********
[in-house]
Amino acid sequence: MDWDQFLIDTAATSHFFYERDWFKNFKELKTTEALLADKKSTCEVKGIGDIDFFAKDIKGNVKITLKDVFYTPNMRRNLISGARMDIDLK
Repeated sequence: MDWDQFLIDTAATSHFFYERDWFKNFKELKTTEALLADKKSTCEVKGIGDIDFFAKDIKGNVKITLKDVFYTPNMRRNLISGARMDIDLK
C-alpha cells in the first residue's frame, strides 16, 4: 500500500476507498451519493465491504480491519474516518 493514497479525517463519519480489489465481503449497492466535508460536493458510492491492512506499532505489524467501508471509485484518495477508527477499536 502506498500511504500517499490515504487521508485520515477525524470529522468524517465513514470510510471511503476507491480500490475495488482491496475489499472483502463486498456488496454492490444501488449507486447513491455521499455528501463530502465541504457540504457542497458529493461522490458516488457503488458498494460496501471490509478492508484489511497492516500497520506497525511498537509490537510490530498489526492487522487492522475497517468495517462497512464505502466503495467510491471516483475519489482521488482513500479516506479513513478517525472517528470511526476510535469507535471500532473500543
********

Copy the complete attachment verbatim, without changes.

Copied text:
[in-house]
Amino acid sequence: MDWDQFLIDTAATSHFFYERDWFKNFKELKTTEALLADKKSTCEVKGIGDIDFFAKDIKGNVKITLKDVFYTPNMRRNLISGARMDIDLK
Repeated sequence: MDWDQFLIDTAATSHFFYERDWFKNFKELKTTEALLADKKSTCEVKGIGDIDFFAKDIKGNVKITLKDVFYTPNMRRNLISGARMDIDLK
C-alpha cells in the first residue's frame, strides 16, 4: 500500500476507498451519493465491504480491519474516518 493514497479525517463519519480489489465481503449497492466535508460536493458510492491492512506499532505489524467501508471509485484518495477508527477499536 502506498500511504500517499490515504487521508485520515477525524470529522468524517465513514470510510471511503476507491480500490475495488482491496475489499472483502463486498456488496454492490444501488449507486447513491455521499455528501463530502465541504457540504457542497458529493461522490458516488457503488458498494460496501471490509478492508484489511497492516500497520506497525511498537509490537510490530498489526492487522487492522475497517468495517462497512464505502466503495467510491471516483475519489482521488482513500479516506479513513478517525472517528470511526476510535469507535471500532473500543